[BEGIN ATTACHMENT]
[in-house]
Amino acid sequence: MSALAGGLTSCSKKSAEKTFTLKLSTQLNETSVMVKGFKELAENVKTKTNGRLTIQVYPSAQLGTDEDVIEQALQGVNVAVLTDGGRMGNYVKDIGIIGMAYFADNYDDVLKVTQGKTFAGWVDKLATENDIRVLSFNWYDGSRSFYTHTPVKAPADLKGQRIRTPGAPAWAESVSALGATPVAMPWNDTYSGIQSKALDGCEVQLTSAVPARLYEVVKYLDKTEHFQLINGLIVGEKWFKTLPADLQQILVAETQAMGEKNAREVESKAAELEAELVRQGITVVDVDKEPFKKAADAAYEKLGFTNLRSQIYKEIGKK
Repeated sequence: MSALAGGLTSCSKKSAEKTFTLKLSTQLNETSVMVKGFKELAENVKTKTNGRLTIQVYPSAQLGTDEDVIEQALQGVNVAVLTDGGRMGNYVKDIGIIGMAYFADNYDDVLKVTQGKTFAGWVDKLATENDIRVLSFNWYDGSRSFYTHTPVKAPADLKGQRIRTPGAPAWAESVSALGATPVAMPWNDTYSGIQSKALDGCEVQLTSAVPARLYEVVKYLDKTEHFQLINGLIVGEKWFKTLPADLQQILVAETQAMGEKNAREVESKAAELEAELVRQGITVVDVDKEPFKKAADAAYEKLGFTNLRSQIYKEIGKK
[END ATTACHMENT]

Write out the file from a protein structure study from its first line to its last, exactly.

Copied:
[in-house]
Amino acid sequence: MSALAGGLTSCSKKSAEKTFTLKLSTQLNETSVMVKGFKELAENVKTKTNGRLTIQVYPSAQLGTDEDVIEQALQGVNVAVLTDGGRMGNYVKDIGIIGMAYFADNYDDVLKVTQGKTFAGWVDKLATENDIRVLSFNWYDGSRSFYTHTPVKAPADLKGQRIRTPGAPAWAESVSALGATPVAMPWNDTYSGIQSKALDGCEVQLTSAVPARLYEVVKYLDKTEHFQLINGLIVGEKWFKTLPADLQQILVAETQAMGEKNAREVESKAAELEAELVRQGITVVDVDKEPFKKAADAAYEKLGFTNLRSQIYKEIGKK
Repeated sequence: MSALAGGLTSCSKKSAEKTFTLKLSTQLNETSVMVKGFKELAENVKTKTNGRLTIQVYPSAQLGTDEDVIEQALQGVNVAVLTDGGRMGNYVKDIGIIGMAYFADNYDDVLKVTQGKTFAGWVDKLATENDIRVLSFNWYDGSRSFYTHTPVKAPADLKGQRIRTPGAPAWAESVSALGATPVAMPWNDTYSGIQSKALDGCEVQLTSAVPARLYEVVKYLDKTEHFQLINGLIVGEKWFKTLPADLQQILVAETQAMGEKNAREVESKAAELEAELVRQGITVVDVDKEPFKKAADAAYEKLGFTNLRSQIYKEIGKK